Friday, May 2, 2014

Comics Capsule Reviews

4/23/14 Books

Avengers Undercover #3

Avengers Undercover #3: The Bad News: This book has absolutely nothing to do with the Avengers. Marvel, in a desperate attempt to appease shareholders, just slaps the word “Avengers” on 95% of their books, regardless of the subject matter, and hope they sell a few extra copies and no one notices. The Good News: Avengers Undercover is a very good comic.

Still reeling from the events in Avengers: Arena (see above paragraph about any actual relation that book had to the Avengers), the superpowered teenagers kidnapped by arch-villain Arcade and forced to fight in an Arena go looking for some revenge. Looks like they found it. Writer Dennis Hopeless is no stranger to controversy or good writing. He portrays the PTSD the kids are going through as both poignant and believable. They track Arcade to a very underground club he owns and join the festivities until the smug slug appears. The kids finally get some much-deserved payback for their mistreatment at Arcade’s hands, and it couldn’t come soon enough. Hopeless handles the writing so well, with real trauma and emotion coming from these poor kids put into an impossible situation. If the ending is real, it will mean a major life change for everyone involved. Hopeless has carved a nice niche for himself in this Avenger-less Avengers universe. I don’t care what they call it; I’m in.

Rating: **** out of 5 stars

Powers Bureau #9

Powers: Bureau #9: Writer Brian Michael Bendis runs hot and cold for me. His plots tend to be creative with some true out-of-the-box thinking. But his dialog is repetitive and it’s hard to tell one character from another by their speech patterns. Everyone is a snarky smart-alec. In Powers Bureau, his creator-owned book for older audiences, everyone is a snarky smart-alec who says the F-word a lot. Cops Christian Walker and Deena Pilgrim investigate superpowered crime, whether the supers are the perpetrators or the victims. Christian is a long-lived hero who has gone through several identities, Pilgrim is the most annoying character in the history of comics. She really is. Always whining, always screaming, she can use the F-word as a noun, verb and adjective all in one sentence. There have been several volumes of Powers, the partners were originally police detectives and now work for the FBI. I was fervently wishing Deena would be violently killed during each iteration of the book, but no luck so far.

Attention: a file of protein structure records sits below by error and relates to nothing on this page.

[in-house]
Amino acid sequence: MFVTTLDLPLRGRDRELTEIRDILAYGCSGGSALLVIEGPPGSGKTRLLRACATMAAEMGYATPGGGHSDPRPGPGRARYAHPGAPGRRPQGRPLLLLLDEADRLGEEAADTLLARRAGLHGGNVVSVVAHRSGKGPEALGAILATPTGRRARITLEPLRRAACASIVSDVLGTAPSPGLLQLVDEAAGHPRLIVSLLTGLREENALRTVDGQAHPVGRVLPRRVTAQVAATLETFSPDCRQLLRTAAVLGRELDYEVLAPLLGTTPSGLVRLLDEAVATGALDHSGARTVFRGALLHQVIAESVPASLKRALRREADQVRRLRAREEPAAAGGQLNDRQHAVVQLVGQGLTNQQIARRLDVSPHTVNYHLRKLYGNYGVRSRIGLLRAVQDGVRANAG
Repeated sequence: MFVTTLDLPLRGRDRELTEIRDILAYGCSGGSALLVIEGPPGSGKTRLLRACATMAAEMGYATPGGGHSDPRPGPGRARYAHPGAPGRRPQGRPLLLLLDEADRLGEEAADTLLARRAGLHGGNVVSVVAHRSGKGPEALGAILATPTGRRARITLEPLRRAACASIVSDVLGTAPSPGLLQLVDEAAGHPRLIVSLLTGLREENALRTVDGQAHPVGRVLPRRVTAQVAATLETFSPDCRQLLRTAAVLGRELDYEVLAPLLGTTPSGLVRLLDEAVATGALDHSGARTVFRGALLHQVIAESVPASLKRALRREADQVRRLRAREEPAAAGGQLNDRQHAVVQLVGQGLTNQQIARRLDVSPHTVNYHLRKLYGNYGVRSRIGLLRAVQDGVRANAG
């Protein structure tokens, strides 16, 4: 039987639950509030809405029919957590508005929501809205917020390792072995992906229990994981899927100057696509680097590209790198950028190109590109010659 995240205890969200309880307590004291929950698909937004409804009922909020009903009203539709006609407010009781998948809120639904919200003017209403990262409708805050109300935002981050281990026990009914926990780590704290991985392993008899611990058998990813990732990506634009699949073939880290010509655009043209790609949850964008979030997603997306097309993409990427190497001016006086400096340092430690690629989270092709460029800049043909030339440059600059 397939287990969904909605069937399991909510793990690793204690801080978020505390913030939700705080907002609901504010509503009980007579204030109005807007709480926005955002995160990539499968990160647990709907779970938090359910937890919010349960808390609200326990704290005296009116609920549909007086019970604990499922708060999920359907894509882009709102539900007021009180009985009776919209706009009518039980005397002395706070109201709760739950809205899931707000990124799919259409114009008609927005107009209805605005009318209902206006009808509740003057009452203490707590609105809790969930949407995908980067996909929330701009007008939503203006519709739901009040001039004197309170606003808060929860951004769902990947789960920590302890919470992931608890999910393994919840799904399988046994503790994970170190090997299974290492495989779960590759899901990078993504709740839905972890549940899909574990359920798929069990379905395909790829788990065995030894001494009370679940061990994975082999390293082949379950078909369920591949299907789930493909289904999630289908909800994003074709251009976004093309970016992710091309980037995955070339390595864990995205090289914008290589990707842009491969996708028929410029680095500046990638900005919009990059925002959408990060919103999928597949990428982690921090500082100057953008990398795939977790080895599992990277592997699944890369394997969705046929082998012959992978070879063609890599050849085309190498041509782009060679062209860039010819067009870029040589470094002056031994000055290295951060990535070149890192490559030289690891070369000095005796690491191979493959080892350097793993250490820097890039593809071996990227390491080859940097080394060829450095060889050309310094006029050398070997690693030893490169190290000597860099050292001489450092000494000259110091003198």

In the present storyline, the teenaged superhero team The Circle has been murdered after fighting off an alien invasion. Walker and Pilgrim are interrogating a person of interest, a famous hero named Extreme. When introducing herself to him, Pilgrim remarks, “I’m Deena Pilgrim. Huge fan. Unless you murdered those teen superheroes. Then you can go to hell choking on my ****.” Classy, Bendis. Mr. Bendis should hang around more adults to learn how real professionals talk. Anyway, they do get information from Extreme, who promptly escapes by flying through the ceiling, then comes back slowly and in pieces, killed by another unknown perpetrator.

Despite my snark, I generally enjoy Powers. The book has been published in one form or another for 10 years now. I wonder if Bendis and artist Michael Avon Oeming are losing some of their passion? It may be time to let Powers rest for a while, so they can enjoy other pursuits.

Rating: *** out of 5 stars

Shotgun Wedding #4
Shotgun Wedding #4: This four-issue miniseries comes to a perfect close. This is one of the most pleasurable books of the year so far. Creators Harms and Pun have crafted a tight, action packed story of betrayal and revenge. Chloe has kidnapped Denise, her former fiancé Mike’s new bride-to-be. Holding her in a high-rise building under construction, she lies in wait with her team of mercenaries and Denise tied to a chair in her wedding dress. But Mike isn’t out of cards. He tries some unexpected strategies with friends of his own and ends up turning a few tables on Chloe and her team. But will it be enough? The wrap up to the tale is explosive and satisfying. I’ll eagerly be following both creators to whatever they do next.

Rating: **** out of 5 stars

Conan the Avenger #1
Conan the Avenger #1: (Also having nothing to do with the Avengers) Dark Horse has done their typical great job on their various Conan series. I will sincerely miss the Tim Truman/Tomas Giorello creative team on the regular Conan comic. They were as good as the all-time Conan team of Roy Thomas and John Buscema. This book starts a new story by writer Fred Van Lente and artist Brian Ching, who both turn in professional work. Their task is made a bit easier by adapting Conan creator Robert E. Howard’s original stories, but they still put their own welcome spin on the material.

Conan, still devastated by grief from the death of his pirate queen Belit, passes out drunk in a skeevy tavern. He wakes up naked in a garbage dump, filthy and penniless. Not to mention the hangover. Livid and lusting for revenge, the barbarian climbs his way out of the dump and tracks down the thieves. If you’ve ever read a Conan story you can guess what happens next. Probably if you’ve never read a Conan story you can guess what happens next; violence ensues. These stories are like comfort food for felons. In the end Conan finds a village full of possible new enemies and shows signs of coming out of his grief-induced funk. Onward to reaving and slaying!

Rating: *** stars out of 5

No comments:

Post a Comment